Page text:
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Psoriasis Updates: Year Thus Far

Dermatology TimesDermatology Times, August 2023 (Vol. 44. No. 08)
Volume 44
Issue 08

This Psoriasis Awareness Month, Dermatology Times is looking back at the treatment and research landscape of 2023.

August is National Psoriasis Awareness month and is a reminder for providers to consider how they treat and manage psoriasis in their patients, learn what’s new in therapy, and possibly reassess their treatment strategies. In 2023 and beyond, patients with psoriasis fortunately have more to look forward to in terms of newly available systemic and topical treatment options, as well as those upcoming in the pipeline.


The tyrosine kinase 2 (TYK2) inhibitor deucravacitinib (Sotyktu; Bristol Myers Squibb) was approved by the US Food and Drug Administration (FDA) in September 2022 for the treatment of patients with moderate to severe plaque psoriasis. Deucravacitinib offers a treatment option for patients who are candidates for systemic therapy of phototherapy with superior efficacy shown in phase 3 studies. TYK2 inhibitors inhibit TYK2, an intracellular signaling kinase that mediates signaling of interleukin (IL)-12, IL-23, and type I interferon.

Also recently approved by the FDA are 2 novel, nonsteroid, topical treatment options, an exciting development for plaque psoriasis patients who may require long-term topical therapy to manage their condition. The first is tapinarof (Vtama; Dermavant) 1% cream, an aryl hydrocarbon receptor agonist that is responsible for decreasing IL-17, one of the hallmark cytokines that drive psoriasis.

“This once-daily medication clears lesions effectively and quickly and demonstrated high tolerability and safety in patients.1 This topical is a really good, new option to have for our plaque psoriasis patients and is an exciting addition to our armamentarium,” said Jeffrey M. Cohen, MD, an assistant professor of dermatology and the director of the Psoriasis Treatment Program at the Yale School of Medicine in New Haven, Connecticut.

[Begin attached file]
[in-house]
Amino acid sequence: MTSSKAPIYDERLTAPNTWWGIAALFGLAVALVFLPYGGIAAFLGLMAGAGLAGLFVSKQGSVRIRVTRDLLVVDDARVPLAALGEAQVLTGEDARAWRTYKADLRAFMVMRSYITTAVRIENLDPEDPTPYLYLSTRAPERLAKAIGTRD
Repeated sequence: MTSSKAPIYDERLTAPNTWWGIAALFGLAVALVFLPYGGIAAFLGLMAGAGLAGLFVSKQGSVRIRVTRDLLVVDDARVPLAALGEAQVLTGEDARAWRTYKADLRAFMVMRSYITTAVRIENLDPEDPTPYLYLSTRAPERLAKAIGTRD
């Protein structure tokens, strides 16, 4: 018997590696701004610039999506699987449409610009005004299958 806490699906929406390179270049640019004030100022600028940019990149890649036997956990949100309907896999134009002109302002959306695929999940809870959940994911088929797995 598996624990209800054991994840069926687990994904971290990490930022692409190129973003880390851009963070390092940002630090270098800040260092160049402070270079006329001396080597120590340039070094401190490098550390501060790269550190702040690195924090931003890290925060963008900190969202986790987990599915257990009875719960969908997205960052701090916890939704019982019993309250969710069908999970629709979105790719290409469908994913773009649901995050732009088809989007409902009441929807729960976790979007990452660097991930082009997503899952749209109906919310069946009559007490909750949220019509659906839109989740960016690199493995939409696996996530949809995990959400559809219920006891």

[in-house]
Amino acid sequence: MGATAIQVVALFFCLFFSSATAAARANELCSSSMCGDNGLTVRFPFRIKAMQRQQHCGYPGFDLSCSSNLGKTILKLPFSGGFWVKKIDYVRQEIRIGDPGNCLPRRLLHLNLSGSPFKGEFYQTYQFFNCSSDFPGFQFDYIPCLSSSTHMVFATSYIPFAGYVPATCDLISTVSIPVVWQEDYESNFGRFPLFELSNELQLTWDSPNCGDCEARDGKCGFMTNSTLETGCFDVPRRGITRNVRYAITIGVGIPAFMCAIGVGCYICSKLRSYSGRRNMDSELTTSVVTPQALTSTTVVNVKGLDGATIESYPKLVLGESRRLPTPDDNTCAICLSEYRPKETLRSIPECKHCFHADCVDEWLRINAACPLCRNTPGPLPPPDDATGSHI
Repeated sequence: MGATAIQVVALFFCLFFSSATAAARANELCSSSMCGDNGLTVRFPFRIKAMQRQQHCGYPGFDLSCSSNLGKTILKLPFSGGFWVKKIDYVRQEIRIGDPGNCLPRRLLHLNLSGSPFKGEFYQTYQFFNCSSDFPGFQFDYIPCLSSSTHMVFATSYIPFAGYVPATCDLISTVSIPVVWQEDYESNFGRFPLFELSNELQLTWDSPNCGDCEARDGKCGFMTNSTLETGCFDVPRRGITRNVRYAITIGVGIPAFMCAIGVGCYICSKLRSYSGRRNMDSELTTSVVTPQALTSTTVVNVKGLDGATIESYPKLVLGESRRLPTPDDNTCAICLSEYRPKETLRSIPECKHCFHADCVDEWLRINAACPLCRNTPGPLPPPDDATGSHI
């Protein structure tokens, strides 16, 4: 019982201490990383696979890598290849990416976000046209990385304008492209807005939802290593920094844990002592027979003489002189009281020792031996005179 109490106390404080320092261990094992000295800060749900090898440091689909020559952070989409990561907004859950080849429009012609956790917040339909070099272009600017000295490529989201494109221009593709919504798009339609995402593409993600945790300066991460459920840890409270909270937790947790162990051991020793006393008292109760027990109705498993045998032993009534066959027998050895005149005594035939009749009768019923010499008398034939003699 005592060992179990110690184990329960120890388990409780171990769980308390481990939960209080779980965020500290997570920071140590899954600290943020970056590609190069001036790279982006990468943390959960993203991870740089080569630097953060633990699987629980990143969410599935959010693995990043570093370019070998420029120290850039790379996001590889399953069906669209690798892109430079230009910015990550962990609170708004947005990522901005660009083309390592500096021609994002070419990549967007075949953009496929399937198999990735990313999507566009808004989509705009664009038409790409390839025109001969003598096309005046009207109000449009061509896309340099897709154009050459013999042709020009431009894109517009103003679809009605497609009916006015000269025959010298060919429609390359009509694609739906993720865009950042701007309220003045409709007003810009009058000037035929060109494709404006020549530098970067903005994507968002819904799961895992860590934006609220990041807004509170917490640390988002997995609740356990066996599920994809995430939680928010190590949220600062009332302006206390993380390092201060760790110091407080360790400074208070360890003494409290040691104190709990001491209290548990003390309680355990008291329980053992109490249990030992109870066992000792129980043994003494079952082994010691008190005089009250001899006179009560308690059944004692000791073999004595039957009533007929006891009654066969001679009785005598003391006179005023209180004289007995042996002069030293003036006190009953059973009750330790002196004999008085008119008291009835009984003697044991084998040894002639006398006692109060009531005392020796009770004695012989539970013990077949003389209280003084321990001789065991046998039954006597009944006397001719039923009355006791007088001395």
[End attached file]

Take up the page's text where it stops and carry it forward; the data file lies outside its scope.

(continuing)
Roflumilast (Zoryve; Arcutis) is another new topical medication that was recently FDA approved for the treatment of plaque psoriasis in patients older than 12 years. According to Cohen, the topical PDE4 inhibitor is administered once a day and works well in clearing individual lesions. Patients report some local stinging following application; however, this adverse effect is manageable and patients overall tolerate the topical cream very well.

One of the great advantages of these 2 new topical medications is that they are nonsteroidal, which allows for a simplistic treatment regimen that is different from the complicated scheming regimens needed with corticosteroid therapies.

“Both tapinarof and roflumilast can be used once a day on any area of the body for as long as needed, and that’s something that really none of the topical steroids can offer,” Cohen said. “This has clear, long-term therapeutic implications in that these nonsteroidal creams can circumvent the adverse events associated with the long-term use of corticosteroids.”

Corticosteroids largely remain the workhorse for providers treating patients with plaque psoriasis. In addition, topical calcineurin inhibitors used off-label, including tacrolimus and pimecrolimus, as well as vitamin D analogue creams such as calcipotriene are all effective psoriatic treatments and are particularly useful when administered intermittently during a corticosteroid drug holiday.